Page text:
I have been baking bread for more years than I care to admit to. From the thousands upon thousands of loaves I baked on the USS Ranger, to the tons of pizza dough I made at Pirro’s, the free-spirited years at Tahoe, or the hotel kitchens where I would jump in to make a thousand un petit pain for some banquet or another to pumpkin rolls at Thanksgiving, I’ve baked a lot of bread. I’ve baked Artisan Breads in 5 minutes, I’ve made Julia Child’s Pain Francais – all 907 convoluted steps. I’ve made a majority of the breads in two of my most favorite cook books – Carol Field’s The Italian Baker and James Beard’s Beard on Bread. I read them like other people read novels, dreaming up different dishes to serve with them – and sometimes even following through on them…
You could say I like bread.
And this particular bread has become a favorite. Besides being ridiculously easy to make – it’s foolproof! This is my third batch in 2 weeks – made slightly different each time – and they have all been great.
This time around I decided to make a walnut raisin version. It came out stupendous and really – could not have been easier. I keep the starter in the ‘fridge at all times, now, because I want to be able to make another loaf at any given moment.
Walnut Raisin Bread
- 2 tsp active dry yeast
- 3/4 cup water 110°
- 1 3/4 cups flour
Sprinkle yeast into the warm water. Stir to dissolve. Stir in flour. Cover bowl with clean towel and leave at room temperature for 2-3 days.
- 1 tsp active dry yeast
- 3/4 cup water 110°
- 1 cup starter
- 2 cups all-purpose flour
- 1/3 cup rye flour
- 1/4 cup whole wheat flour
- 1 1/2 tsp salt
- 1 cup raisins
- 1/2 cup chopped walnuts
Sprinkle yeast into water in mixing bowl. Stir to dissolve. Add starter, flours, and salt.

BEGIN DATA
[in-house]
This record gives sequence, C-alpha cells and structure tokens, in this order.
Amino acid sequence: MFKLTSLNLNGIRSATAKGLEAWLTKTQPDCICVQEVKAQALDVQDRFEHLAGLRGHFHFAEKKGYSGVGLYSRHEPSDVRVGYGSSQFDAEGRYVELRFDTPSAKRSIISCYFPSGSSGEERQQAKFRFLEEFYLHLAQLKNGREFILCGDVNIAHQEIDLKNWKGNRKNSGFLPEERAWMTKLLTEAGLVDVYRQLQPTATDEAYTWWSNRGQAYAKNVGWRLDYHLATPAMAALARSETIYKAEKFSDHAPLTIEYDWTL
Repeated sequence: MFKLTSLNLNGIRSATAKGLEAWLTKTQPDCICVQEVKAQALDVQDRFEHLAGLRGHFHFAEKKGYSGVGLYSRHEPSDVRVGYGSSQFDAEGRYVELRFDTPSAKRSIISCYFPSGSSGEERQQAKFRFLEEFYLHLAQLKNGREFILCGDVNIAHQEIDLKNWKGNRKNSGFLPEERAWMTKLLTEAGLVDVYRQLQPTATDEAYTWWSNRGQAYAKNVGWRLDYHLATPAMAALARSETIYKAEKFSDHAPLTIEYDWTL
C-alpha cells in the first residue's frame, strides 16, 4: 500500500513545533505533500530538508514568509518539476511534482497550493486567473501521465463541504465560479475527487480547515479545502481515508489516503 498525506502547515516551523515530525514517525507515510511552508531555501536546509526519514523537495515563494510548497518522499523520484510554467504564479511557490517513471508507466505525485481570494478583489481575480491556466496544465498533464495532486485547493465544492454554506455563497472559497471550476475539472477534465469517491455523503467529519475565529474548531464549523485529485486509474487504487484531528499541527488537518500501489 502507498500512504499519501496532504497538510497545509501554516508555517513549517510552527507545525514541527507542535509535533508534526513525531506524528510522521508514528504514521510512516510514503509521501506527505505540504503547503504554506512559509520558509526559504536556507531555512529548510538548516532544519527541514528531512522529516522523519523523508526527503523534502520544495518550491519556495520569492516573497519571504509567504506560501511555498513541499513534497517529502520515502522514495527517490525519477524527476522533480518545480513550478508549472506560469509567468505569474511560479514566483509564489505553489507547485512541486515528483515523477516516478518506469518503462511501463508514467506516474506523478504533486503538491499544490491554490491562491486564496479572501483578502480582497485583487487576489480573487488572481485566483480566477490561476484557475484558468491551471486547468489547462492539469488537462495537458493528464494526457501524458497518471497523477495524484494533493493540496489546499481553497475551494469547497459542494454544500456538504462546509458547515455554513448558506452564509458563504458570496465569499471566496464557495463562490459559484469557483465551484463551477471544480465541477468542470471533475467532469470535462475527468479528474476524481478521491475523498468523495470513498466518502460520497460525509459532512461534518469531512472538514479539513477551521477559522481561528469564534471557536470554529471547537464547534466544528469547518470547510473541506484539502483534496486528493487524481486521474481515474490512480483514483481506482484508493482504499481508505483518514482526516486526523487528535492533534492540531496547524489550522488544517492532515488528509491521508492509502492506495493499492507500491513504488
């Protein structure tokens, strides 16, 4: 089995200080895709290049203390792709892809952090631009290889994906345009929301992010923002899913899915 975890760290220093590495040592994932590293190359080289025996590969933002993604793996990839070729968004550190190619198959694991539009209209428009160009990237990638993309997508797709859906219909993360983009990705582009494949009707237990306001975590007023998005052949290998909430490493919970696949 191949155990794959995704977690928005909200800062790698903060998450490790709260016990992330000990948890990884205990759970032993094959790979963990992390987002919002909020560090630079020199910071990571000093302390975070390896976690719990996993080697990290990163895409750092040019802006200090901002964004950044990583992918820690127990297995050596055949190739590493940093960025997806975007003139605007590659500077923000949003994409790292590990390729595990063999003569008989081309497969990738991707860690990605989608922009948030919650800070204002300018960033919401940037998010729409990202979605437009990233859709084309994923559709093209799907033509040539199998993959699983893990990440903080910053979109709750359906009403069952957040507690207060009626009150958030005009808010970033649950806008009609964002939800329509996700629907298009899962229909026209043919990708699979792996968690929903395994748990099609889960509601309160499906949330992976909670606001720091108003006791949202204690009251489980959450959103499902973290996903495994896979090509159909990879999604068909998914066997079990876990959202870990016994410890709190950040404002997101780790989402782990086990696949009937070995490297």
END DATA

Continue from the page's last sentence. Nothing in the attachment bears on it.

Mix on low speed with dough hook for about 5 minutes or until dough is smooth and elastic. Add raisins and walnuts and continue mixing another 5 or so minutes.Knead by hand for a minute or two on a lightly-floured surface to make sure the nuts and raisins are evenly distributed.. Place the dough into a clean bowl and cover with a kitchen towel.
Let rise until doubled – up to 2 hours. Punch dough down and let rest for about 10 minutes before forming the loaf.
Shape the dough into a cylindrical loaf and place on a bread peel generously coated with coarse cornmeal. Cover with a kitchen towel and let rise again until doubled – about an hour.
Preheat oven with baking stone to 425°.
Dust loaf with flour and then make three parallel slashes across the top. Slide dough onto stone and bake for about 1 hour.
Replenish starter with about 3/4 cup flour and 1/2 cup water.
Form the dough into a loaf and let rise until doubled.
Dust with flour and make three parallel slashes.
Slather with butter and eat!
I really would love to encourage folks to take the time to bake a loaf of bread. I know some folks have gotten discouraged because their bread doesn’t come out like Wonder Bread or stuff from a bakery. Commercial bakeries are using dough conditioners and a myriad of chemicals and stuff to make every loaf identical.
You’re not doing that at home and you shouldn’t want your bread to taste store-bought, anyway. The reason you make it at home is so it doesn’t taste store-bought! Really. Think about it.
There are a lot of bread recipes right here to get you started.
Bake a loaf. You’ll be glad you did!